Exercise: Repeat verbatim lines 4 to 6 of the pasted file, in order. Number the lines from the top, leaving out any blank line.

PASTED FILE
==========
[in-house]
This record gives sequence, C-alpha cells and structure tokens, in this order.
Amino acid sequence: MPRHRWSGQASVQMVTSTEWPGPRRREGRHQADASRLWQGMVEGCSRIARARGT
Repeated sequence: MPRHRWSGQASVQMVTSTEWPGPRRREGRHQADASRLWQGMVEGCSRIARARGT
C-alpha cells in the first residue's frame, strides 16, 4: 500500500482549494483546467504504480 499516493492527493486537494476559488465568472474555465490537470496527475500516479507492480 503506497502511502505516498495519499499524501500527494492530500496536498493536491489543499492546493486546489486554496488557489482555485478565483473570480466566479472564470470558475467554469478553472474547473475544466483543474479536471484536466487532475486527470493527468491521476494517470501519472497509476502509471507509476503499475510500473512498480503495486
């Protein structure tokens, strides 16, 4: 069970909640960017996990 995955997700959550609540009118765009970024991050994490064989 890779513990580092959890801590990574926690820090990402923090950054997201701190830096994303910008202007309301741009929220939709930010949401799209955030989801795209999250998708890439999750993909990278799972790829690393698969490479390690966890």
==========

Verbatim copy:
Repeated sequence: MPRHRWSGQASVQMVTSTEWPGPRRREGRHQADASRLWQGMVEGCSRIARARGT
C-alpha cells in the first residue's frame, strides 16, 4: 500500500482549494483546467504504480 499516493492527493486537494476559488465568472474555465490537470496527475500516479507492480 503506497502511502505516498495519499499524501500527494492530500496536498493536491489543499492546493486546489486554496488557489482555485478565483473570480466566479472564470470558475467554469478553472474547473475544466483543474479536471484536466487532475486527470493527468491521476494517470501519472497509476502509471507509476503499475510500473512498480503495486
């Protein structure tokens, strides 16, 4: 069970909640960017996990 995955997700959550609540009118765009970024991050994490064989 890779513990580092959890801590990574926690820090990402923090950054997201701190830096994303910008202007309301741009929220939709930010949401799209955030989801795209999250998708890439999750993909990278799972790829690393698969490479390690966890």